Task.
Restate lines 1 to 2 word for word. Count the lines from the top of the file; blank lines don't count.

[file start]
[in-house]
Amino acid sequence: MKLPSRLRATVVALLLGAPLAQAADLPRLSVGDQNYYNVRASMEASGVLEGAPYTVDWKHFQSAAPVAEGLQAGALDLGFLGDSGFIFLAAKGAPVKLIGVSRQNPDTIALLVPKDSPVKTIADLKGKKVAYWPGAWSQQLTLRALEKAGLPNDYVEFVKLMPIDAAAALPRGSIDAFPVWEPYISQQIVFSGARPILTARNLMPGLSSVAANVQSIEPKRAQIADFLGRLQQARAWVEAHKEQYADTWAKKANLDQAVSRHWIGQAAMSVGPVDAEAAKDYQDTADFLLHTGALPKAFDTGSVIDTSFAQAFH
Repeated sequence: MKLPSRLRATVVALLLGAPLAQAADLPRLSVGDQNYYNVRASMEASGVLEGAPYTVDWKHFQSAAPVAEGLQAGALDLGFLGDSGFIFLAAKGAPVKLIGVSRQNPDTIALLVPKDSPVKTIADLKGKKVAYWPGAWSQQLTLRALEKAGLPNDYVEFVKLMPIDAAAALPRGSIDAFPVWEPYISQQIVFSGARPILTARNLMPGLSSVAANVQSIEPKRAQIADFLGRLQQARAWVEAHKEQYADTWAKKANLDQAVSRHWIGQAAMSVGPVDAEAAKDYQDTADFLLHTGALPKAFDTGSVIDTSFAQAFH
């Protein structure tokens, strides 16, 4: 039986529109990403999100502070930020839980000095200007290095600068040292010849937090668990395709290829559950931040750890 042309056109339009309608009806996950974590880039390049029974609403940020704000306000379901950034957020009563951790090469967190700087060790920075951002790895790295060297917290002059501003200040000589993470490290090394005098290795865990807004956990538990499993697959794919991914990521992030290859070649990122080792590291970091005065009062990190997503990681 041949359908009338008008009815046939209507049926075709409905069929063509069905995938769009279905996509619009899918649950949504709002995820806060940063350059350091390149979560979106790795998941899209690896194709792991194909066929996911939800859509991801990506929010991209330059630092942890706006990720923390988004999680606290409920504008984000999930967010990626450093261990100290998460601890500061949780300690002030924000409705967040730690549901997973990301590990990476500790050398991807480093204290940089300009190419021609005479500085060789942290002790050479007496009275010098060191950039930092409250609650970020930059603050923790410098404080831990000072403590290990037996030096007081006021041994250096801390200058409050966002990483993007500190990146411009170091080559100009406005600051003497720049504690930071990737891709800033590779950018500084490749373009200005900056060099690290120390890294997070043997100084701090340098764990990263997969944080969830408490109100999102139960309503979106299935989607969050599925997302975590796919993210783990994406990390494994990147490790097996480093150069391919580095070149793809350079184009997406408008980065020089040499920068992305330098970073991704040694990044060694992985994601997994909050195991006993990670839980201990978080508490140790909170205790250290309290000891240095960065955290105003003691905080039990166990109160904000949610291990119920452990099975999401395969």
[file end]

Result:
[in-house]
Amino acid sequence: MKLPSRLRATVVALLLGAPLAQAADLPRLSVGDQNYYNVRASMEASGVLEGAPYTVDWKHFQSAAPVAEGLQAGALDLGFLGDSGFIFLAAKGAPVKLIGVSRQNPDTIALLVPKDSPVKTIADLKGKKVAYWPGAWSQQLTLRALEKAGLPNDYVEFVKLMPIDAAAALPRGSIDAFPVWEPYISQQIVFSGARPILTARNLMPGLSSVAANVQSIEPKRAQIADFLGRLQQARAWVEAHKEQYADTWAKKANLDQAVSRHWIGQAAMSVGPVDAEAAKDYQDTADFLLHTGALPKAFDTGSVIDTSFAQAFH